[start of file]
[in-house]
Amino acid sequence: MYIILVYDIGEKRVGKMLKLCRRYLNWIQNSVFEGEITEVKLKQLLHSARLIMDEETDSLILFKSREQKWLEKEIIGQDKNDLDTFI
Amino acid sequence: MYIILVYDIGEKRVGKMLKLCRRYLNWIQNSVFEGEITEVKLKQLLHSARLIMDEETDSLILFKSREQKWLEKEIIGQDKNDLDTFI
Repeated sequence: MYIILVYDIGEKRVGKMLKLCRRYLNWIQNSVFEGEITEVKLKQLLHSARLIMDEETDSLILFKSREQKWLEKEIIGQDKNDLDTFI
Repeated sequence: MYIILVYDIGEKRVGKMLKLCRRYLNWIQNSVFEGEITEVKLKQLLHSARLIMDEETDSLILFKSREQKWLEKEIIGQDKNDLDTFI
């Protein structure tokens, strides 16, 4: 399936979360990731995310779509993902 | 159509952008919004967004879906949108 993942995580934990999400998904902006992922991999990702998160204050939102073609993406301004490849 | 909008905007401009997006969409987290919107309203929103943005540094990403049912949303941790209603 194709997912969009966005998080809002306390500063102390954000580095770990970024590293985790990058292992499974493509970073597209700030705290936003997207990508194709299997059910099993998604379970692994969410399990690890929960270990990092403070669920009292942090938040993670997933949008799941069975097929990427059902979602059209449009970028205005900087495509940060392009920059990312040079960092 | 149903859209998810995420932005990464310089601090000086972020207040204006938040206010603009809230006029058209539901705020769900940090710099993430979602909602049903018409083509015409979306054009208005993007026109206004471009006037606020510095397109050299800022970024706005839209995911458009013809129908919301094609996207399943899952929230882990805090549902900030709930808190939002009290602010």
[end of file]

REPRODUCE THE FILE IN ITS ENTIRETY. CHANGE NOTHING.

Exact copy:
[in-house]
Amino acid sequence: MYIILVYDIGEKRVGKMLKLCRRYLNWIQNSVFEGEITEVKLKQLLHSARLIMDEETDSLILFKSREQKWLEKEIIGQDKNDLDTFI
Amino acid sequence: MYIILVYDIGEKRVGKMLKLCRRYLNWIQNSVFEGEITEVKLKQLLHSARLIMDEETDSLILFKSREQKWLEKEIIGQDKNDLDTFI
Repeated sequence: MYIILVYDIGEKRVGKMLKLCRRYLNWIQNSVFEGEITEVKLKQLLHSARLIMDEETDSLILFKSREQKWLEKEIIGQDKNDLDTFI
Repeated sequence: MYIILVYDIGEKRVGKMLKLCRRYLNWIQNSVFEGEITEVKLKQLLHSARLIMDEETDSLILFKSREQKWLEKEIIGQDKNDLDTFI
């Protein structure tokens, strides 16, 4: 399936979360990731995310779509993902 | 159509952008919004967004879906949108 993942995580934990999400998904902006992922991999990702998160204050939102073609993406301004490849 | 909008905007401009997006969409987290919107309203929103943005540094990403049912949303941790209603 194709997912969009966005998080809002306390500063102390954000580095770990970024590293985790990058292992499974493509970073597209700030705290936003997207990508194709299997059910099993998604379970692994969410399990690890929960270990990092403070669920009292942090938040993670997933949008799941069975097929990427059902979602059209449009970028205005900087495509940060392009920059990312040079960092 | 149903859209998810995420932005990464310089601090000086972020207040204006938040206010603009809230006029058209539901705020769900940090710099993430979602909602049903018409083509015409979306054009208005993007026109206004471009006037606020510095397109050299800022970024706005839209995911458009013809129908919301094609996207399943899952929230882990805090549902900030709930808190939002009290602010």